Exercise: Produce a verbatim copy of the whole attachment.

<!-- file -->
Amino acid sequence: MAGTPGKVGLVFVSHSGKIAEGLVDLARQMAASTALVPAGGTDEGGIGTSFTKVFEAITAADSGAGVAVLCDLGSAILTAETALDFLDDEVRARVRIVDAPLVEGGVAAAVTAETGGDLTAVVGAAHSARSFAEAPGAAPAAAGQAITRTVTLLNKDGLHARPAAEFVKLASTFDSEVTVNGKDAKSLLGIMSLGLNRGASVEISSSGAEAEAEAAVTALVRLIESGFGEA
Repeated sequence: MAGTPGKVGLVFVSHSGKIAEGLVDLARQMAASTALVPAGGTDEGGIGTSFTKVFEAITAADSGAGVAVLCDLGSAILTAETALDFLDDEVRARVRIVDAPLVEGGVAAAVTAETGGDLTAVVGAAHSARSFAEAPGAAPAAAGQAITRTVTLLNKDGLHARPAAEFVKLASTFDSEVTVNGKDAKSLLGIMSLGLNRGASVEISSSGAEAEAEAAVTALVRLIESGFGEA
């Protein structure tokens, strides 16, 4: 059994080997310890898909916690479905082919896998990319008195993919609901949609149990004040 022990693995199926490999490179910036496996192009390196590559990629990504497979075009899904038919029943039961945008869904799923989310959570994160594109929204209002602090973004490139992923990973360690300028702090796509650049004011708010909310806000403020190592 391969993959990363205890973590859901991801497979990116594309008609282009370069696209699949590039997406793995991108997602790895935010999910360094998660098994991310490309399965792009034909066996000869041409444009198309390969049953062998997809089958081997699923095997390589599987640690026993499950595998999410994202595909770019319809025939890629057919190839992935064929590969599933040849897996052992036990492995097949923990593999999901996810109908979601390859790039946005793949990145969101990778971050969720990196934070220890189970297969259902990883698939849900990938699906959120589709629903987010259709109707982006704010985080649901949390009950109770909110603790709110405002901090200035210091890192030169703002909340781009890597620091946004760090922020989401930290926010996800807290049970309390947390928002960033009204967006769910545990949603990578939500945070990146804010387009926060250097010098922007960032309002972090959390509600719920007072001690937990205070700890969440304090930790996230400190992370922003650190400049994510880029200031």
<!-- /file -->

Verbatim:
Amino acid sequence: MAGTPGKVGLVFVSHSGKIAEGLVDLARQMAASTALVPAGGTDEGGIGTSFTKVFEAITAADSGAGVAVLCDLGSAILTAETALDFLDDEVRARVRIVDAPLVEGGVAAAVTAETGGDLTAVVGAAHSARSFAEAPGAAPAAAGQAITRTVTLLNKDGLHARPAAEFVKLASTFDSEVTVNGKDAKSLLGIMSLGLNRGASVEISSSGAEAEAEAAVTALVRLIESGFGEA
Repeated sequence: MAGTPGKVGLVFVSHSGKIAEGLVDLARQMAASTALVPAGGTDEGGIGTSFTKVFEAITAADSGAGVAVLCDLGSAILTAETALDFLDDEVRARVRIVDAPLVEGGVAAAVTAETGGDLTAVVGAAHSARSFAEAPGAAPAAAGQAITRTVTLLNKDGLHARPAAEFVKLASTFDSEVTVNGKDAKSLLGIMSLGLNRGASVEISSSGAEAEAEAAVTALVRLIESGFGEA
């Protein structure tokens, strides 16, 4: 059994080997310890898909916690479905082919896998990319008195993919609901949609149990004040 022990693995199926490999490179910036496996192009390196590559990629990504497979075009899904038919029943039961945008869904799923989310959570994160594109929204209002602090973004490139992923990973360690300028702090796509650049004011708010909310806000403020190592 391969993959990363205890973590859901991801497979990116594309008609282009370069696209699949590039997406793995991108997602790895935010999910360094998660098994991310490309399965792009034909066996000869041409444009198309390969049953062998997809089958081997699923095997390589599987640690026993499950595998999410994202595909770019319809025939890629057919190839992935064929590969599933040849897996052992036990492995097949923990593999999901996810109908979601390859790039946005793949990145969101990778971050969720990196934070220890189970297969259902990883698939849900990938699906959120589709629903987010259709109707982006704010985080649901949390009950109770909110603790709110405002901090200035210091890192030169703002909340781009890597620091946004760090922020989401930290926010996800807290049970309390947390928002960033009204967006769910545990949603990578939500945070990146804010387009926060250097010098922007960032309002972090959390509600719920007072001690937990205070700890969440304090930790996230400190992370922003650190400049994510880029200031």